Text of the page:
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At Manchester, June 2, 3, 4. West Indies won by an innings and 40 runs with two days to spare. It was the first time England had lost in three days since they went down to Australia at Leeds in 1938 and it was the first time they had been beaten so soon in five-day Test.
No doubt, West Indies were fortunate to win the toss and bat on a newly prepared pitch before it turned in favour of spin. Only thirty wickets went down in the match and of these 24 fell to the slow bowlers.
Titmus and Allen took seven for England, but easily the most deadly artist in this important phase of the game was Gibbs, who with five wickets in each innings, finished with a full analysis of ten for 106. Holford, in his first Test, and Sobers gave sound support and between them claimed seven victims with varied leg spin.
The match was favoured with three days of really hot weather. The England selectors made B. D'Oliveira twelfth man and committed the side to carrying an excessively long tail, which proved a great mistake.
The play followed very much the pattern of the 1963 match on the same ground. Then West Indies batting first scored 501 for six declared, with Hunte 182, and they won by ten wickets, Gibbs's figures being eleven for 157.
Now Hunte dominated the cricket for five hours and made 135 (nineteen 4's) of the first day's total of 343 for five wickets, he being fifth out to the new ball at 283 when he fell to a grand catch at short fine leg.
The cavalier treatment of the England bowlers began with the very first ball which Jones pitched short and Hunte square cut for four with a handsome stroke. Yet in Jones's second over Hunte, when seven and the total 10, was dropped by Higgs on the leg boundary; Higgs appeared to sight the ball very late against the distant background of dark coated spectators.
At times, Jones, Brown and Higgs made the ball fly awkwardly but the West Indies batsmen were adept in punishing anything a shade loose. England began well when Higgs disposed of McMorris and Kanhai (yorked middle stump) in six deliveries but Butcher, Nurse and Sobers helped Hunte in stands of 74, 99 and 68.
In the last two hours Sobers set the seal on the day's play with a devastating exhibition during which he helped himself to 83 while the score rose by 128. Holford arrived for the last hour while Sobers, his elder cousin, collared the bowling, Holford's share of an unbroken stand of 60 amounting to six.
Fielding blunders cost England dearly. Sobers, for all his brilliance, was let off four times; the first when 63, Brown misjudging a high catch from Higgs at long-on. Next morning the West Indies captain offered three more chances when in the nineties and altogether he stayed four hours and eight minutes for his 161, which contained one 6 and twenty-six 4's, being ninth out at 482 just before the innings, which lasted eight hours and ten minutes, closed for 484.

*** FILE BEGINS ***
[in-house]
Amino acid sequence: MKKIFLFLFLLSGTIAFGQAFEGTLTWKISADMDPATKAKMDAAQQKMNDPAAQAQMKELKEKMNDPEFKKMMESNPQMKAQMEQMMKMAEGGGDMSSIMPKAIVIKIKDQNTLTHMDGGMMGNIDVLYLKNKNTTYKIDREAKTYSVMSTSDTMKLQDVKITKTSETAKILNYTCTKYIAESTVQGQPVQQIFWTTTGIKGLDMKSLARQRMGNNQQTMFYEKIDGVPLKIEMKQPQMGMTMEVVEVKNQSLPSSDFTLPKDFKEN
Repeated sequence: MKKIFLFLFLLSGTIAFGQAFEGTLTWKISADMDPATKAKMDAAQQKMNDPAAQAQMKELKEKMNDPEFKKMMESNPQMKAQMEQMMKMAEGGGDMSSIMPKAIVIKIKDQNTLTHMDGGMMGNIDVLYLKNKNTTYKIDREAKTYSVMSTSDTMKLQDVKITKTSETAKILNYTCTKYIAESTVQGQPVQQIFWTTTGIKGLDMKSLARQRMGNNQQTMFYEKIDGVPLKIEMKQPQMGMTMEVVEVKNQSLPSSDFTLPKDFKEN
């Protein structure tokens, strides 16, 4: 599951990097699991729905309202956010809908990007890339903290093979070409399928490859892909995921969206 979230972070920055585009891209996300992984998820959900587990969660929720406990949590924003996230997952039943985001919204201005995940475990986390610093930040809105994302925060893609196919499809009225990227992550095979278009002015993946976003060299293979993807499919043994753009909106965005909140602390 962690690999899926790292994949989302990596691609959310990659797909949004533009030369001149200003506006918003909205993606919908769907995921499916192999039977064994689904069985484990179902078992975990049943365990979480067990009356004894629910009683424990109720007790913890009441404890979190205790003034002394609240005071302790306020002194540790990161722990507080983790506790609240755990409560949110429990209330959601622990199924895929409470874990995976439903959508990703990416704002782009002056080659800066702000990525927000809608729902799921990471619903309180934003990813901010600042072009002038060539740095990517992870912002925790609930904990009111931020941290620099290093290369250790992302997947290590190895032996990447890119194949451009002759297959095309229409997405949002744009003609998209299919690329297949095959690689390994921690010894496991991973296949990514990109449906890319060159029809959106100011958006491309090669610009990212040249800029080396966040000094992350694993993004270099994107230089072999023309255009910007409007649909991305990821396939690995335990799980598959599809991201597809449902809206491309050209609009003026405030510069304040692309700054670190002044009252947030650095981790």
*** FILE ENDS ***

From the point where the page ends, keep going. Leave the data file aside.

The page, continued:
The respect Titmus commanded and the spin he acquired in taking five for 83 in thirty-five overs helped to undermine the confidence of the England batsmen who realised the pitch had already turned in favour of the spin bowling.
England began their reply at half past two on Friday and at once disaster overtook them, Milburn, on his first Test appearance, being run out for a duck. He pushed Hall straight to Gibbs at cover, went for a single, only to be sent back by Russell, but Gibbs had time to sprint across and break the wicket.
Although Russell stayed for ninety minutes, England never recovered from that early reverse and when Smith was fifth to leave Gibbs had already cast his net, his figures reading 9-6-3-3.
Parks and Allen batted sensibly for an hour while adding 58, but the end of the second day found England 163 for eight, needing 122 to save the follow on.
Consequently, just before noon on Saturday, England faced the task of getting 317 to avoid an innings defeat, a feat they did not achieve though they put up a better show at the second attempt.
The two big boys, Milburn and Cowdrey, were the mainstays. Milburn redeemed his duck with a powerful display of big hitting. Dropped three times, he enjoyed plenty of good luck on this sporting pitch and moreover he provided plenty of entertainment for the big crowd.
This time Sobers, against the wind, opened the bowling while Griffith and Hall attacked in turn from the Stretford end. Milburn hooked Hall for 6 and he reached 94 when he hooked Gibbs for 6. Then he slashed across the line of the ball and was bowled, having made his runs out of 166 in two and a half hours. He also hit twelve 4's.
Thereafter, Cowdrey alone proved equal to dealing with Sobers, Gibbs and Holford who were able to make the ball lift and turn in disconcerting fashion. By watchful defence and clean hitting, Cowdrey (nine 4's), stayed for two hours and ten minutes. When heavy clouds threatened rain, Brown remained an hour, making 6 in a stand of 50 with Cowdrey.
With the light indifferent, Sobers stuck to his spinners, who finished the match by a quarter to six. Sobers was the central figure in his side's success. He followed his 161 with skilful leadership, and long spells of bowling in three different forms which earned his three wickets, and he held five catches, four of them in the leg trap.
During the match Griffith was no-balled nine times for overstepping the crease. In turn, each umpire scrutinised his action from square leg, sometimes crossing to point. Hall, with a run of 35 yards, which he covered in 17 paces, was erratic in length and direction, most of his deliveries going down the leg side.
The total attendance for the three days was 61,127; receipts £26,500.